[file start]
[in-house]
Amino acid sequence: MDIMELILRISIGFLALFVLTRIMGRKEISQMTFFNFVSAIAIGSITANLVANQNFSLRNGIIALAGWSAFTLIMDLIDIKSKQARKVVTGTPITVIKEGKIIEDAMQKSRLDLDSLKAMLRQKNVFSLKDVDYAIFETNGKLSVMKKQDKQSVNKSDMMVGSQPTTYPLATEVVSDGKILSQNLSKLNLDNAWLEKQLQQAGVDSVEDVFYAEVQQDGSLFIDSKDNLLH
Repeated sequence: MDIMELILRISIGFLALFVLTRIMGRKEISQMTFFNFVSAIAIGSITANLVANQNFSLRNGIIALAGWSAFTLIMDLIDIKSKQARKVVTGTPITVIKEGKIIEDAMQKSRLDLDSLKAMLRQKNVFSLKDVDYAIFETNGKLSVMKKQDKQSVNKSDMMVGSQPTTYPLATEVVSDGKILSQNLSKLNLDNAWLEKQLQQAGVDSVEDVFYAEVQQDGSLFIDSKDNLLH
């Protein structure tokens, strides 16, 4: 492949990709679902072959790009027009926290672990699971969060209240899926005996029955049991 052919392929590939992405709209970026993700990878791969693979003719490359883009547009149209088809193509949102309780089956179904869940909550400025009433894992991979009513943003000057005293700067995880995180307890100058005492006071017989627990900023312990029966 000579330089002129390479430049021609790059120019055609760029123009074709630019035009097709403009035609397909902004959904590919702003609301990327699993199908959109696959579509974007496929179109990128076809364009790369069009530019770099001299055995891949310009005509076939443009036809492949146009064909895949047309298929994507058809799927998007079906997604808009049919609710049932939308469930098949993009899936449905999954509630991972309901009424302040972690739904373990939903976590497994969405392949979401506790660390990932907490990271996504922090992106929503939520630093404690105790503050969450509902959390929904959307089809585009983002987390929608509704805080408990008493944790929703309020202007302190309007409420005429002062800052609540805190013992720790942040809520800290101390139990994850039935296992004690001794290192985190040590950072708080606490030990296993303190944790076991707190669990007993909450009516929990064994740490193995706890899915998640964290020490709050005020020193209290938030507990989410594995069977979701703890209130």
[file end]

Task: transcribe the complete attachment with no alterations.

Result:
[in-house]
Amino acid sequence: MDIMELILRISIGFLALFVLTRIMGRKEISQMTFFNFVSAIAIGSITANLVANQNFSLRNGIIALAGWSAFTLIMDLIDIKSKQARKVVTGTPITVIKEGKIIEDAMQKSRLDLDSLKAMLRQKNVFSLKDVDYAIFETNGKLSVMKKQDKQSVNKSDMMVGSQPTTYPLATEVVSDGKILSQNLSKLNLDNAWLEKQLQQAGVDSVEDVFYAEVQQDGSLFIDSKDNLLH
Repeated sequence: MDIMELILRISIGFLALFVLTRIMGRKEISQMTFFNFVSAIAIGSITANLVANQNFSLRNGIIALAGWSAFTLIMDLIDIKSKQARKVVTGTPITVIKEGKIIEDAMQKSRLDLDSLKAMLRQKNVFSLKDVDYAIFETNGKLSVMKKQDKQSVNKSDMMVGSQPTTYPLATEVVSDGKILSQNLSKLNLDNAWLEKQLQQAGVDSVEDVFYAEVQQDGSLFIDSKDNLLH
């Protein structure tokens, strides 16, 4: 492949990709679902072959790009027009926290672990699971969060209240899926005996029955049991 052919392929590939992405709209970026993700990878791969693979003719490359883009547009149209088809193509949102309780089956179904869940909550400025009433894992991979009513943003000057005293700067995880995180307890100058005492006071017989627990900023312990029966 000579330089002129390479430049021609790059120019055609760029123009074709630019035009097709403009035609397909902004959904590919702003609301990327699993199908959109696959579509974007496929179109990128076809364009790369069009530019770099001299055995891949310009005509076939443009036809492949146009064909895949047309298929994507058809799927998007079906997604808009049919609710049932939308469930098949993009899936449905999954509630991972309901009424302040972690739904373990939903976590497994969405392949979401506790660390990932907490990271996504922090992106929503939520630093404690105790503050969450509902959390929904959307089809585009983002987390929608509704805080408990008493944790929703309020202007302190309007409420005429002062800052609540805190013992720790942040809520800290101390139990994850039935296992004690001794290192985190040590950072708080606490030990296993303190944790076991707190669990007993909450009516929990064994740490193995706890899915998640964290020490709050005020020193209290938030507990989410594995069977979701703890209130």